An optometrist is a doctor who is trained to do refractions (prescribing of glasses and contact lenses) as well as to examine eyes for vision problems, defects and disease. Additional optometric training is an option for postdoctoral study in speciality areas of medicine such as sports medicine, geriatrics, neurology and paediatric optometry.
- Skill level:
Complete your initial studies from an accredited university. All optometry schools require undergraduate course work from accredited schools. Optometrists must complete four additional years of training to become a Doctor of Optometry (OD). Specialists in Pediatric Optometry complete a minimum of one additional year of training in residency in an advanced clinical program. There are 19 accredited schools of optometry in the United States, and competition for entrance is intense, with only one in three applicants being accepted, according to the U.S. Bureau of Labor and Statistics.
Verify that the optometry school you apply to is considered qualified. A list of accredited optometry schools and their specific requirements is available at the Eye Care Source website (see References). All optometrists must pass a comprehensive state exam and national examination which is given by the National Board of Examiners in Optometry (NBEO), according to the American Optometric Association.
Research the areas of paediatric optometry that interest you. Visit university websites like the New England College of Optometry and learn about individual paediatric optometric programs. Additional schooling for paediatric optometrists includes extensive clinical training and research in multiple areas of infant and childhood vision problems and diseases. Paediatric optometry is highly specialised and a good option for someone interested in community service and involvement. According to Kaplan University, one in five school-age children have prohibitive vision problems that affect learning.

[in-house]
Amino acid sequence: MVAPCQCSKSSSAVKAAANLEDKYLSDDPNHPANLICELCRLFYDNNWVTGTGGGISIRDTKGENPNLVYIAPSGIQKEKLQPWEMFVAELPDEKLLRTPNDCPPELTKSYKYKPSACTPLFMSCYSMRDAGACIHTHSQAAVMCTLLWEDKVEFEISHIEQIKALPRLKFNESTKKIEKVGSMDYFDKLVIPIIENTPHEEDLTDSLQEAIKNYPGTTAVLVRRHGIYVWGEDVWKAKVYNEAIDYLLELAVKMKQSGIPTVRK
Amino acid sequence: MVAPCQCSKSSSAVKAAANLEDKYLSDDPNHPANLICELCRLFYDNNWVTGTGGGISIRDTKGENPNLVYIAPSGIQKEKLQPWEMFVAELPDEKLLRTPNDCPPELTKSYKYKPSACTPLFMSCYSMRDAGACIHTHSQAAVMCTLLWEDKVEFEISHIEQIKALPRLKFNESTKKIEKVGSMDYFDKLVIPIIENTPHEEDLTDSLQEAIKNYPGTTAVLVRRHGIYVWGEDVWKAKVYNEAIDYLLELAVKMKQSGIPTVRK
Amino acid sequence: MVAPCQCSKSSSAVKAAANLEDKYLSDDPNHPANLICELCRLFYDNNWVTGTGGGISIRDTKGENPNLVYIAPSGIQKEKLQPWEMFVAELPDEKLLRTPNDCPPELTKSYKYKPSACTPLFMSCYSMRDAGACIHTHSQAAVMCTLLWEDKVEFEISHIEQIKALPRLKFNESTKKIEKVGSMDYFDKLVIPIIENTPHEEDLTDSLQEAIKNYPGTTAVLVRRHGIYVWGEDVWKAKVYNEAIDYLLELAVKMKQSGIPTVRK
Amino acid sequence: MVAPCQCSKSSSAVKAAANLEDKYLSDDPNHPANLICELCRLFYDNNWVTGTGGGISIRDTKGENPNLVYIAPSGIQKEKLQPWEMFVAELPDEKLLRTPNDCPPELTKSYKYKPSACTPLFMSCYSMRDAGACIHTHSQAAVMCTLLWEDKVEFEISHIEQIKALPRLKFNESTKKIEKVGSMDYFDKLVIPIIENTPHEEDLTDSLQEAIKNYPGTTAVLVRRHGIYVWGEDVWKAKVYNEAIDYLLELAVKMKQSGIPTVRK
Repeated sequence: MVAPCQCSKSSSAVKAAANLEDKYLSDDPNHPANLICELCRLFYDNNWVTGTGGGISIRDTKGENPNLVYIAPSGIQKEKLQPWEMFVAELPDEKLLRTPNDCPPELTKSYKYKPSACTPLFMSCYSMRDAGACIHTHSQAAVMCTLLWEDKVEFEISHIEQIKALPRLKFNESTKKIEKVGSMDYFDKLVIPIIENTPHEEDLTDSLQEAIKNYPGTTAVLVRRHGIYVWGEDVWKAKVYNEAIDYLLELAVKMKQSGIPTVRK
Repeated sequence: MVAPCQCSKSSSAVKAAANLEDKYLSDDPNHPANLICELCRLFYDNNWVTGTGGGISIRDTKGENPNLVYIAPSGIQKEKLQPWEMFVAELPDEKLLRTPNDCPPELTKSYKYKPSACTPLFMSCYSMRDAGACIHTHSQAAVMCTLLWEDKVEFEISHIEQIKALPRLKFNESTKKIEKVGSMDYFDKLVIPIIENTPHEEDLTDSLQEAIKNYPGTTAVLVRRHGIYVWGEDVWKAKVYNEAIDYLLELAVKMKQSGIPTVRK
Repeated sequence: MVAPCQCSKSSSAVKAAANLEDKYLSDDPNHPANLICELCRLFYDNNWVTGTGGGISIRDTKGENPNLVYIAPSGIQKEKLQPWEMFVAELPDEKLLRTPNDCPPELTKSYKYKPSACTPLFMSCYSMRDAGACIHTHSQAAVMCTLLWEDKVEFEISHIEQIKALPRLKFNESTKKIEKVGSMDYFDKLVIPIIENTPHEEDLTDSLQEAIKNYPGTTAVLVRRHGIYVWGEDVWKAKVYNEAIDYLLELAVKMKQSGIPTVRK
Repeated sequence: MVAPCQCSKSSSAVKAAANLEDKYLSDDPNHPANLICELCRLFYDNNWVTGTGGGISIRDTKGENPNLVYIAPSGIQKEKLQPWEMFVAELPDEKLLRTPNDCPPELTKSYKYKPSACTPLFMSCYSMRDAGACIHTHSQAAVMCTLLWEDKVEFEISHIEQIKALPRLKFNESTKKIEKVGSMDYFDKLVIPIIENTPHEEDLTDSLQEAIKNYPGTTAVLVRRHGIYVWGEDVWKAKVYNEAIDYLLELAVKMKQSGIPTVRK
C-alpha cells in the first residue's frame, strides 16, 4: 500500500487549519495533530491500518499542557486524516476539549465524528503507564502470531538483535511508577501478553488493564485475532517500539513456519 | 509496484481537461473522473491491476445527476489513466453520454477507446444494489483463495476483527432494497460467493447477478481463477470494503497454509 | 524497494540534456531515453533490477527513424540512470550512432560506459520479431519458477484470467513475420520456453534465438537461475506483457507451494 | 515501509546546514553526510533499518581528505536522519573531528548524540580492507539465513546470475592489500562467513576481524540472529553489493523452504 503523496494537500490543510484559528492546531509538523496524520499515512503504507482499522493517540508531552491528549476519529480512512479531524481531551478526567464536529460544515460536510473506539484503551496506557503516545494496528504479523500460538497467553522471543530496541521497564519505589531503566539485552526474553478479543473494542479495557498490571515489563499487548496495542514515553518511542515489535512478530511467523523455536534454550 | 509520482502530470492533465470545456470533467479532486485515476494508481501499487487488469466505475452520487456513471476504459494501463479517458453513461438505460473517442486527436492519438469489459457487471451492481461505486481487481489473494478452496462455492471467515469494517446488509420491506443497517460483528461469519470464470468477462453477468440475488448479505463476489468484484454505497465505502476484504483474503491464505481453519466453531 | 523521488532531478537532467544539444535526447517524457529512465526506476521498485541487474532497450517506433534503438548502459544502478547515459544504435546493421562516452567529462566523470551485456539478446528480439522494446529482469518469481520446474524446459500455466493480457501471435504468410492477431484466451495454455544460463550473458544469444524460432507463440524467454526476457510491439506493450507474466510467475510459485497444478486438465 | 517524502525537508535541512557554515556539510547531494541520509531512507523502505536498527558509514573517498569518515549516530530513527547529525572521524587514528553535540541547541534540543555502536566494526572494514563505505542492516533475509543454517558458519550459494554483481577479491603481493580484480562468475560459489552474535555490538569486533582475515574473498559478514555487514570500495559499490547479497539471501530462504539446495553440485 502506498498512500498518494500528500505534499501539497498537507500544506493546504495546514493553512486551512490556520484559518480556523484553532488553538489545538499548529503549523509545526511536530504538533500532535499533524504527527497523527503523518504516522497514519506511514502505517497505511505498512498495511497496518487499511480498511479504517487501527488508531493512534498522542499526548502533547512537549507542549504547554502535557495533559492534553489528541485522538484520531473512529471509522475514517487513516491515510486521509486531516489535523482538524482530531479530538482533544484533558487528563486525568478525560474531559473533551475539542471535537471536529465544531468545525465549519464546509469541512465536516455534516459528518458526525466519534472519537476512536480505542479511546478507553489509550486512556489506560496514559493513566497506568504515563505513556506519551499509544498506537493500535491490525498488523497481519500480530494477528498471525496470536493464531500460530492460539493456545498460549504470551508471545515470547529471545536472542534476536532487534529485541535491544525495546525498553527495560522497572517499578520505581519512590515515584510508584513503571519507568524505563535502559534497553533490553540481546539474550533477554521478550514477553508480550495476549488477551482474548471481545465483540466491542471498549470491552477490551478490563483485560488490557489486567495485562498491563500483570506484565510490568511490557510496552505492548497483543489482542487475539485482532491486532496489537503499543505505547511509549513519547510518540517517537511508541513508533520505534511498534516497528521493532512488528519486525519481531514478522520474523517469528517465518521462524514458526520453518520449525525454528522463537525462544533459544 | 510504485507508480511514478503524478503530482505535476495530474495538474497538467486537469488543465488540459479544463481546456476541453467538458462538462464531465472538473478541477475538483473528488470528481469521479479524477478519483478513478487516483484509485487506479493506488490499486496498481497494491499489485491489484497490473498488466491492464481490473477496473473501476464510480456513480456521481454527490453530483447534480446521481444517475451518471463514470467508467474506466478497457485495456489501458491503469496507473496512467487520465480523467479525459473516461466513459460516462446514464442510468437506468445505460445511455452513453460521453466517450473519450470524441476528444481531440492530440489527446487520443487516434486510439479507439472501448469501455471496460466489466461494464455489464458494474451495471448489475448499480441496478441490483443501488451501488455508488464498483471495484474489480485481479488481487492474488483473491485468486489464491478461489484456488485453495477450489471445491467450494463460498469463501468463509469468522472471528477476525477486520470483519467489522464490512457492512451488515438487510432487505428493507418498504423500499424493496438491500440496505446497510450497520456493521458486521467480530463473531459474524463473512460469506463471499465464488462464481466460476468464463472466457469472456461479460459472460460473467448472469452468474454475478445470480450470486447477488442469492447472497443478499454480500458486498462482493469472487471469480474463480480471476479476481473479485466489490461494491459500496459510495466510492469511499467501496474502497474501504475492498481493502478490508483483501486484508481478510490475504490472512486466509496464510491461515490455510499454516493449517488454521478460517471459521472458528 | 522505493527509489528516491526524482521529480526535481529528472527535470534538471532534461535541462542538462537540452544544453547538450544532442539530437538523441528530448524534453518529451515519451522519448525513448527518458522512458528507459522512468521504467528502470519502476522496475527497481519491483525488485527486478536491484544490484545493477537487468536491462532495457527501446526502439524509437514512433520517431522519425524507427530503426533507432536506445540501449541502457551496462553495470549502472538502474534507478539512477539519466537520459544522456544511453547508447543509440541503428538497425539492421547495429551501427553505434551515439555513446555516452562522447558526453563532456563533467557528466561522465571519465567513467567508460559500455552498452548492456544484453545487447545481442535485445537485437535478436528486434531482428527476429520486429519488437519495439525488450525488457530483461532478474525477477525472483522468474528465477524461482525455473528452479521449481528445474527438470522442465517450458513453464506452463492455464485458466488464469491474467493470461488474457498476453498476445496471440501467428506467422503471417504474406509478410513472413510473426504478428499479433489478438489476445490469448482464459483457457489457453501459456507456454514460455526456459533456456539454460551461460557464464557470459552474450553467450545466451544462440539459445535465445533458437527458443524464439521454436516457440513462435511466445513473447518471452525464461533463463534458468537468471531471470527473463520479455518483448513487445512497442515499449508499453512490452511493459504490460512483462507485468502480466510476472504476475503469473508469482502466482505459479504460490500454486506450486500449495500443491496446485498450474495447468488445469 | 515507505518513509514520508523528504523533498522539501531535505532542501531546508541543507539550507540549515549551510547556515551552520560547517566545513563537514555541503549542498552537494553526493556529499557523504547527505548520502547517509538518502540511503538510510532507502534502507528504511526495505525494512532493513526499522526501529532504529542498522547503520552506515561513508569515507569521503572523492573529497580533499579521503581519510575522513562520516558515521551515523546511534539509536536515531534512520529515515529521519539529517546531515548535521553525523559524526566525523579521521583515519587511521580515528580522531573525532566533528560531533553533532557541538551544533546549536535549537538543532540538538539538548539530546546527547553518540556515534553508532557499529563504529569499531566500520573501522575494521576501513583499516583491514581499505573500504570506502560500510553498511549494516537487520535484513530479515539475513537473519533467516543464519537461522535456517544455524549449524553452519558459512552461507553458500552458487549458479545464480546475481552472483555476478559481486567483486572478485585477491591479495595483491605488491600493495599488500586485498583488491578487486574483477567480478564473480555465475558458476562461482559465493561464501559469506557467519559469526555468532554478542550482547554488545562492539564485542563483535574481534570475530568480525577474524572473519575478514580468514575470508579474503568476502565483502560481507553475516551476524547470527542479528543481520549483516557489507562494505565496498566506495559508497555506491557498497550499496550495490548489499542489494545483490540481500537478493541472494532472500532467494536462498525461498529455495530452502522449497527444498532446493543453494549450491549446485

Complete your postgraduate work in a school that offers the type of experience and area of paediatric optometry you are pursuing. Residency includes working in different clinical settings. Depending on the school, there may be multiple opportunities to learn paediatric optometry in unique environments. Residents in the Pediatric Optometry Program at the University of Indiana School of Optometry train at three different clinic locations and treat children with low vision problems, work with paediatric contact lenses, evaluate multiple types of childhood vision problems and gain experience with paediatric ophthalmology (eye surgery).
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